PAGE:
• Swollen feet or ankles
  • Unusual tiredness
  • Slow, fast, or irregular heartbeat
  • Unusual weight gain
  • Lack of tolerance to cold or chills
  • Cough
  • Sore throat that doesn’t fade
  • Fever
  • Wounds that won’t heal
  • Painful urination
  • Pink or red urine
  • Muscle spasms or muscle weakness
  • Signs of a heart attack or stroke
  • Seizure
  • Blindness

Drug Interactions with Votrient

You should avoid using other medications that can cause QT prolongation. Tell your doctor about all the medicines, supplements, vitamins, and over-the-counter drugs you use to avoid dangerous interactions.

Votrient can cause interactions with the following types of drugs:

  • Aspirin
  • NSAIDs
  • Blood thinners (such as Fragmin and Xarelto)
  • Irinotecan
  • Certain antifungals
  • Nefazodone
  • John’s wort
  • Seizure medications
  • Ritonavir
  • Rifamycins

Strengths and Dosages of Votrient

Votrient comes in 200mg tablets. You should take the tablet whole without crushing, breaking, cutting, or chewing it. Caregivers who may be pregnant or breastfeeding should not handle Votrient tablets since the active ingredient can be absorbed through the skin.

Votrient has the same typical dosage for both kidney cancer and soft tissue sarcomas.

ConditionVotrient Dosage
Kidney cancer (renal cell carincoma)800mg
Soft tissue sarcoma800mg

What is the cost of Votrient in America? 

Votrient is a specialty cancer medication that’s only available through specialty pharmacies and hospitals. This medicine is a limited distribution drug which contributes to its high price.

Votrient costs around $16,000 for 120 200mg tablets. The generic version of Votrient, pazopanib, costs around $15,000 for the same amount. These prices don’t include any discounts or savings. Insurance coverage, coupons, and patient assistance programs may lower the cost for eligible patients.

Alternatives to Votrient

Yes, there are other tyrosine kinase inhibitors available. These medicines include:

  • Afinitor
  • Fotivda
  • Gleevec
  • Ibrance
  • Iclusig
  • Iressa
  • Joenja
  • Nexavar
  • Pemazyre
  • Qinlock
  • Rhopressa
  • Stivarga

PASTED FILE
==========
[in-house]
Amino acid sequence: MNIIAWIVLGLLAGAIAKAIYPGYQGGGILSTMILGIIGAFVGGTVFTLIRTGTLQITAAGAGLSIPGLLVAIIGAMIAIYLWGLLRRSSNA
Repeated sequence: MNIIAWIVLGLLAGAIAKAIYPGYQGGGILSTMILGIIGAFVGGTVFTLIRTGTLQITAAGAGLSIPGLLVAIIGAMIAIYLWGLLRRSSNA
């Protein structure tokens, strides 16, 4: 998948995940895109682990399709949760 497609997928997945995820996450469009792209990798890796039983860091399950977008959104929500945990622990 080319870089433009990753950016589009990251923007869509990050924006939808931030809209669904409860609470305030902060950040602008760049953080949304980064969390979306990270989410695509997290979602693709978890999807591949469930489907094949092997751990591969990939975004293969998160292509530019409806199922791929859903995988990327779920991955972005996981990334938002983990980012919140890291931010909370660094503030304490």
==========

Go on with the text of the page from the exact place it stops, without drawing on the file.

• Tabrecta
  • Tasigna
  • Tykerb
  • Verzenio
  • Vijoice
  • Vonjo
  • Xalkori
  • Xospata

Votrient FAQs

How long does it take for Votrient to start working?

Votrient starts working as soon as you take your first dose.

What has the FDA approved Votrient for?

Votrient is FDA-approved for patients with advanced kidney cancer; and for patients with advanced soft tissue sarcoma who have already received chemotherapy.

Is there a generic for Votrient?

Yes, pazopanib is the generic version of Votrient.

Can you use Votrient and alcohol?

Alcohol doesn’t seem to interact with Votrient. However, drinking can make Votrient side effects like headaches, nausea, fatigue, and digestive problems worse. Talk to your doctor about whether you should drink while using Votrient.

How does Votrient work?

Votrient block proteins that signal your body to make new blood vessels around your tumors. This reduces the resources your tumor receives to keep it from growing.

How long can you take Votrient?

You can safely use Votrient for as long as you see results. Your doctor may have you stop taking Votrient when your cancer is in remission since this medicine lowers your immune response.

IMPORTANT NOTE: The information provided here is for educational purposes only and is not intended to serve as medical advice, diagnosis, or treatment recommendations. It should not be taken as an endorsement of any specific medication or treatment. Individual health conditions and responses to treatment can vary greatly; therefore, this information should not be seen as a guarantee of safety, suitability, or effectiveness for any particular individual. Always consult with a healthcare professional for personalized medical advice and before making any decisions regarding your health or treatment plans.